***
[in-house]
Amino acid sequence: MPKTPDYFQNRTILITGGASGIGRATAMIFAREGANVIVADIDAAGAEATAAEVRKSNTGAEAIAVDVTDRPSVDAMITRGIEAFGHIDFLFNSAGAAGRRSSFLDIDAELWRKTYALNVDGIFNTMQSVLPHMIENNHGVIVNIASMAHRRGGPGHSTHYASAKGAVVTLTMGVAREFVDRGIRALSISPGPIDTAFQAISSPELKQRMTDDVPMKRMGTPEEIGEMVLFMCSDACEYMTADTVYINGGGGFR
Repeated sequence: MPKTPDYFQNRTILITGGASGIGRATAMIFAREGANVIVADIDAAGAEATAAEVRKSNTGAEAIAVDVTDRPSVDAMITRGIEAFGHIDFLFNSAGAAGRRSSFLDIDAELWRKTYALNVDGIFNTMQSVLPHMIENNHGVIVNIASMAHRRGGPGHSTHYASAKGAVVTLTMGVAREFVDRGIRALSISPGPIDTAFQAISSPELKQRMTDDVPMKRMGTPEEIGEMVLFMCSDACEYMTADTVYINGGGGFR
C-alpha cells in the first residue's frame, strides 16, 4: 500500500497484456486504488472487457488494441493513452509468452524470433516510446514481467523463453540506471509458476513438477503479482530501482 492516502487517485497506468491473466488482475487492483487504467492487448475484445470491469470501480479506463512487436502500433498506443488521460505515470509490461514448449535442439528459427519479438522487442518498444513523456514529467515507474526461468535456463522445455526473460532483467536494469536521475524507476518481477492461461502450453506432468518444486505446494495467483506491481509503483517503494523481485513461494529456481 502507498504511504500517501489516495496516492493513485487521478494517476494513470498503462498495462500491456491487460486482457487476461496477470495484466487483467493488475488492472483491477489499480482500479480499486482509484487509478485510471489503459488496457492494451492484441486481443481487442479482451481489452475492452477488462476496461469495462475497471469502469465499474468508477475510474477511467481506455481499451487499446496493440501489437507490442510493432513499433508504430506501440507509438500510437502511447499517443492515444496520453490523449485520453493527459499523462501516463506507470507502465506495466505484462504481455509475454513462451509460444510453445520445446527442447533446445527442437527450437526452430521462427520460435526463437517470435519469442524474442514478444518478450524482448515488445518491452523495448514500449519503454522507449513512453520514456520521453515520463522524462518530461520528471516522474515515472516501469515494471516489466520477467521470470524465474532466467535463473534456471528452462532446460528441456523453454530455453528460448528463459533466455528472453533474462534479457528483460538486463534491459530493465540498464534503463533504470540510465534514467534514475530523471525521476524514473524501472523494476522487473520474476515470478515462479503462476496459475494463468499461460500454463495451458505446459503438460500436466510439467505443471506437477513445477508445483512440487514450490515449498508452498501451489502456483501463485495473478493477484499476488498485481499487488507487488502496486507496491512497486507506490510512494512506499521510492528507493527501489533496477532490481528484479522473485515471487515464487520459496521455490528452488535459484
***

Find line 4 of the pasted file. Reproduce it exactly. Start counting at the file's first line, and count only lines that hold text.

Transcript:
C-alpha cells in the first residue's frame, strides 16, 4: 500500500497484456486504488472487457488494441493513452509468452524470433516510446514481467523463453540506471509458476513438477503479482530501482 492516502487517485497506468491473466488482475487492483487504467492487448475484445470491469470501480479506463512487436502500433498506443488521460505515470509490461514448449535442439528459427519479438522487442518498444513523456514529467515507474526461468535456463522445455526473460532483467536494469536521475524507476518481477492461461502450453506432468518444486505446494495467483506491481509503483517503494523481485513461494529456481 502507498504511504500517501489516495496516492493513485487521478494517476494513470498503462498495462500491456491487460486482457487476461496477470495484466487483467493488475488492472483491477489499480482500479480499486482509484487509478485510471489503459488496457492494451492484441486481443481487442479482451481489452475492452477488462476496461469495462475497471469502469465499474468508477475510474477511467481506455481499451487499446496493440501489437507490442510493432513499433508504430506501440507509438500510437502511447499517443492515444496520453490523449485520453493527459499523462501516463506507470507502465506495466505484462504481455509475454513462451509460444510453445520445446527442447533446445527442437527450437526452430521462427520460435526463437517470435519469442524474442514478444518478450524482448515488445518491452523495448514500449519503454522507449513512453520514456520521453515520463522524462518530461520528471516522474515515472516501469515494471516489466520477467521470470524465474532466467535463473534456471528452462532446460528441456523453454530455453528460448528463459533466455528472453533474462534479457528483460538486463534491459530493465540498464534503463533504470540510465534514467534514475530523471525521476524514473524501472523494476522487473520474476515470478515462479503462476496459475494463468499461460500454463495451458505446459503438460500436466510439467505443471506437477513445477508445483512440487514450490515449498508452498501451489502456483501463485495473478493477484499476488498485481499487488507487488502496486507496491512497486507506490510512494512506499521510492528507493527501489533496477532490481528484479522473485515471487515464487520459496521455490528452488535459484